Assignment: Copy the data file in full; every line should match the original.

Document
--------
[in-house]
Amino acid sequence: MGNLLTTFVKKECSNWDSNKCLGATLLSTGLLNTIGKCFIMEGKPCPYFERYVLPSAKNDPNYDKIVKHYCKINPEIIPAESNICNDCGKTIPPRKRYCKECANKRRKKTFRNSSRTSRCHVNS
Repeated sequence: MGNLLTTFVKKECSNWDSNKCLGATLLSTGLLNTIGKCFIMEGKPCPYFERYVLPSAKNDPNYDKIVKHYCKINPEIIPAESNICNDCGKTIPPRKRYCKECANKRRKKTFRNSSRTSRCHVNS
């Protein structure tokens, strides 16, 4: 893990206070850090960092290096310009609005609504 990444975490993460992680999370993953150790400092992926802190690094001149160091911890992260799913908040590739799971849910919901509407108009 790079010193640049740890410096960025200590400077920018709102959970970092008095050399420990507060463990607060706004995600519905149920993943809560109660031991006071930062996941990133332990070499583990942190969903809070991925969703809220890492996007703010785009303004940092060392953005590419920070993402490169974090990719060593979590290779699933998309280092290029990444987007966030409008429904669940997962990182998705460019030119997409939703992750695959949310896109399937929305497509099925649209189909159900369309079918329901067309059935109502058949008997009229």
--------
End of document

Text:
[in-house]
Amino acid sequence: MGNLLTTFVKKECSNWDSNKCLGATLLSTGLLNTIGKCFIMEGKPCPYFERYVLPSAKNDPNYDKIVKHYCKINPEIIPAESNICNDCGKTIPPRKRYCKECANKRRKKTFRNSSRTSRCHVNS
Repeated sequence: MGNLLTTFVKKECSNWDSNKCLGATLLSTGLLNTIGKCFIMEGKPCPYFERYVLPSAKNDPNYDKIVKHYCKINPEIIPAESNICNDCGKTIPPRKRYCKECANKRRKKTFRNSSRTSRCHVNS
């Protein structure tokens, strides 16, 4: 893990206070850090960092290096310009609005609504 990444975490993460992680999370993953150790400092992926802190690094001149160091911890992260799913908040590739799971849910919901509407108009 790079010193640049740890410096960025200590400077920018709102959970970092008095050399420990507060463990607060706004995600519905149920993943809560109660031991006071930062996941990133332990070499583990942190969903809070991925969703809220890492996007703010785009303004940092060392953005590419920070993402490169974090990719060593979590290779699933998309280092290029990444987007966030409008429904669940997962990182998705460019030119997409939703992750695959949310896109399937929305497509099925649209189909159900369309079918329901067309059935109502058949008997009229």